Tuesday, August 15, 2017

Site news: StLJN on vacation

After 12 and a half years of blogging without a real break, yr. humble StLJN editor is taking a brief vacation. Back soon with more...

Sunday, August 13, 2017

Sunday Session: August 13, 2017

Rudresh Mahanthappa
Here's the roundup of various music-related items of interest that have appeared in StLJN's inbox over the past week:

* Kamasi Washington: An Opinion of Difference (Jazz Times)
* Neither bills nor advancing age can dim the glow of a drummer's dream (Los Angeles Times)
* Was Elvis a thief? Yes! No! Maybe? Music stars weigh in on Presley's legacy (San Diego Union Tribune)
* Field Notes: Newport 2017, Day One - Cécile McLorin Salvant and more at the fest's first McBride-led edition (Jazz Times)
* Field Notes: Newport 2017, Day Two - A touching tribute to Geri Allen highlights Saturday at Fort Adams (Jazz Times)
* Field Notes: Newport 2017, Day Three - The fest wraps with plenty of sun and groove (Jazz Times)
* The Power of Sound: Using the Shepard Tone In Filmmaking (PremiumBeat.com)
* Suzanne Ciani and the Subliminal Property of Being Human (The Paris Review)
* 'The Green Book' Guided Black Travelers to L.A.'s Central Avenue Jazz Scene (KCET)
* Interim Thoughts on the Life and Career of Chubby Checker (PopMatters.com)
* Grammys boss knuckles under China censors as show readies tour (Japan Times)
* Anything is possible when jazz master Henry Threadgill plays at Newport (Boston Globe)
* AI and music: will we be slaves to the algorithm? (The Guardian)
* Southern Exposure: Searching for clues to the death of a bandleader (Daily Astorian)
* Jimmy Webb, Writer of Glen Campbell Classics, Remembers ‘My Big Brother, My Co-Culprit’ (Variety)
* Creating the world’s largest cat sound effects library – with Yarron Katz (ASoundEffect.com)
* Why do stars like Adele keep losing their voice? (The Guardian)
* Forebears: The Mercurial And Majestic Dinah Washington (NPR)
* Q&A with Rudresh Mahanthappa: Connected Spaces (DownBeat)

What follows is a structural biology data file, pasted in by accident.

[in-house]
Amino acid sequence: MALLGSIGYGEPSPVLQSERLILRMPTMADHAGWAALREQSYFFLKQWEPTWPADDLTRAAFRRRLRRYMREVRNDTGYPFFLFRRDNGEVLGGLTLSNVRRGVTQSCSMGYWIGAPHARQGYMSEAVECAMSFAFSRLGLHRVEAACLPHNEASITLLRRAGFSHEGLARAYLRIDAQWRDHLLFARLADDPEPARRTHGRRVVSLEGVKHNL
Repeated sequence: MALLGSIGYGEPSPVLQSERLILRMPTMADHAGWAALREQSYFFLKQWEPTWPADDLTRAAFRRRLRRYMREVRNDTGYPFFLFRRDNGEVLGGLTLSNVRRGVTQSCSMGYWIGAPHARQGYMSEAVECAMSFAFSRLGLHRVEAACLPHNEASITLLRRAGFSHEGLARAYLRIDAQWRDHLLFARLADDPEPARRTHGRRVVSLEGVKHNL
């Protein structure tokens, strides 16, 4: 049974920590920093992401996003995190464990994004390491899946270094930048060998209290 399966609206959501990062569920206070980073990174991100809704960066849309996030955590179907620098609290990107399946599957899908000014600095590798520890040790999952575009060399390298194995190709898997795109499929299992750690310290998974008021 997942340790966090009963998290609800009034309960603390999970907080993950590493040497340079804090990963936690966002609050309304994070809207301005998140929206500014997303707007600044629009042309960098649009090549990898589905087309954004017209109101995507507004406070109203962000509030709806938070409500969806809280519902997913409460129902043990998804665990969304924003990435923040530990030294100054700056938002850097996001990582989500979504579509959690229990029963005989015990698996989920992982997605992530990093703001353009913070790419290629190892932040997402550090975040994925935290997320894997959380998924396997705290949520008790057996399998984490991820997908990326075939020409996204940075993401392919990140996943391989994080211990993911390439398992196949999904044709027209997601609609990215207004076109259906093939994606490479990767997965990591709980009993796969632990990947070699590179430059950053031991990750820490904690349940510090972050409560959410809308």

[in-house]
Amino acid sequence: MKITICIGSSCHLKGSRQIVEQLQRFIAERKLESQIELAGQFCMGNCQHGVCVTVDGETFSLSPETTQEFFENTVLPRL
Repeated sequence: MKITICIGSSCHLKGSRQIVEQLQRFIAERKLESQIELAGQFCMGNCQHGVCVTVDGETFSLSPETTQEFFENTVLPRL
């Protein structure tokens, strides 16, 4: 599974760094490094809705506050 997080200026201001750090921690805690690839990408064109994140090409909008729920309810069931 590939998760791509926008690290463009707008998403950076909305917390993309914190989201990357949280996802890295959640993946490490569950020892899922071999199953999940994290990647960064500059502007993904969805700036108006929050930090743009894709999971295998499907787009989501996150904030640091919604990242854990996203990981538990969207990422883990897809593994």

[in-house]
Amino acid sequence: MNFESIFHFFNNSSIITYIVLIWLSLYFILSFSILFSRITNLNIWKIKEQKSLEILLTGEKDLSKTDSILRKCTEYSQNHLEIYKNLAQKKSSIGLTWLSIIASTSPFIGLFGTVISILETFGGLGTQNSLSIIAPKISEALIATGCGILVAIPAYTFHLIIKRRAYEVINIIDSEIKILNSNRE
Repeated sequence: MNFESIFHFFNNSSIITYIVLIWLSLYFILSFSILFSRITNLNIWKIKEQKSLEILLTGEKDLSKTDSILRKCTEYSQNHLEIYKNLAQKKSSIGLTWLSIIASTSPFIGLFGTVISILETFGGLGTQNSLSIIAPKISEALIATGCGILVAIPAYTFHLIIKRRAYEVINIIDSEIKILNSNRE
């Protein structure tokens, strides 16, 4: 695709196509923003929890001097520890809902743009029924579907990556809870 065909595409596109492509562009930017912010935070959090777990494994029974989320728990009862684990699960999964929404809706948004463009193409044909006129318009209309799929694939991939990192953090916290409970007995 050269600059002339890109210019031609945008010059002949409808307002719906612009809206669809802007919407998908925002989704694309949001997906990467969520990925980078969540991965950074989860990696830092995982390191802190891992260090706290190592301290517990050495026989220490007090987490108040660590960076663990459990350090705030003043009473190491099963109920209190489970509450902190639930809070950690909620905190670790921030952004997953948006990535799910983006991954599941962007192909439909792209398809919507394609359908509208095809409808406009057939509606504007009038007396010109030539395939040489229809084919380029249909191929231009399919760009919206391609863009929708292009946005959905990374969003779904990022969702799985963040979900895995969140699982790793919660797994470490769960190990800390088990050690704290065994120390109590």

* The Internet Doesn’t Matter, You’re Making Music in L.A. (Vulture.com)
* Know your customers: Costa Pilavachi on the classical recording industry (Rhinegold.co.uk)
* Steve Martin Explains His Love of Banjo Music: 'It Rivals Any Specialized Genre' (Billboard)
* The Rich History—and Present—of Latin American Prog (Bandcamp.com)
* SoundCloud Saved By The Bell Of A Big Chunk Of Financing (NPR)
* Eagle Saloon unveils historical plaques, window displays (Offbeat)
* Party Over Here: An Oral History of Kool Herc’s Historic Back-to-School Jam (MassAppeal.com)
* When Mistakes/Studio Glitches Give Famous Songs Their Personality: Pink Floyd, Metallica, The Breeders, Steely Dan & More (OpenCulture.com)

Saturday, August 12, 2017

StLJN Saturday Video Showcase:
The return of Rebirth Brass Band

This week, let's take a look at some videos of New Orleans' Rebirth Brass Band, who will be coming back to St. Louis to perform on Friday, September 1 at the Atomic Cowboy Pavilion.

Formed in 1983 by brothers Keith and Phillip Frazier, Rebirth Brass Band is, along with the Dirty Dozen Brass Band, one of the longest running of the contemporary groups re-inventing the New Orleans brass band tradition. Their most recent recording is 2014’s Move Your Body on the Basin Street Records label, which was the follow-up to their 2012 Grammy Award-winning album Rebirth of New Orleans, and they were here in St. Louis last in September 2016 for a show at the same venue.

Today, you can see a half-dozen videos featuring some fan favorites from RBB's repertoire, starting up above with a version of one of their signature songs, "Do Whatcha Wanna," recorded in 2014 in New Orleans for the web series Jam in the Van.

After the jump, there's a video of "Move Your Body" recorded at the same session, followed by a full set of music recorded in 2012 at the Howlin' Wolf in New Orleans.

The fourth video shows the RBB doing their version of the New Orleans standard "Big Chief," recorded in 2011 at the Maple Leaf Bar in New Orleans.

Next is a medley of two more of their best-known tunes,  "Rebirth Groove" and "Feel Like Funkin It Up," recorded in February 2014 at The Funky Biscuit in Boca Raton, FL.

The final clip is a riff on another New Orleans classic, "I Like It Like That," recorded in 2011 for the radio program "Soundcheck" on WNYC in New York City.

For more about the Rebirth Brass Band, check out Keith Frazier's 2015 interview with HollywoodSoapbox.com and this 2012 feature from Gambit.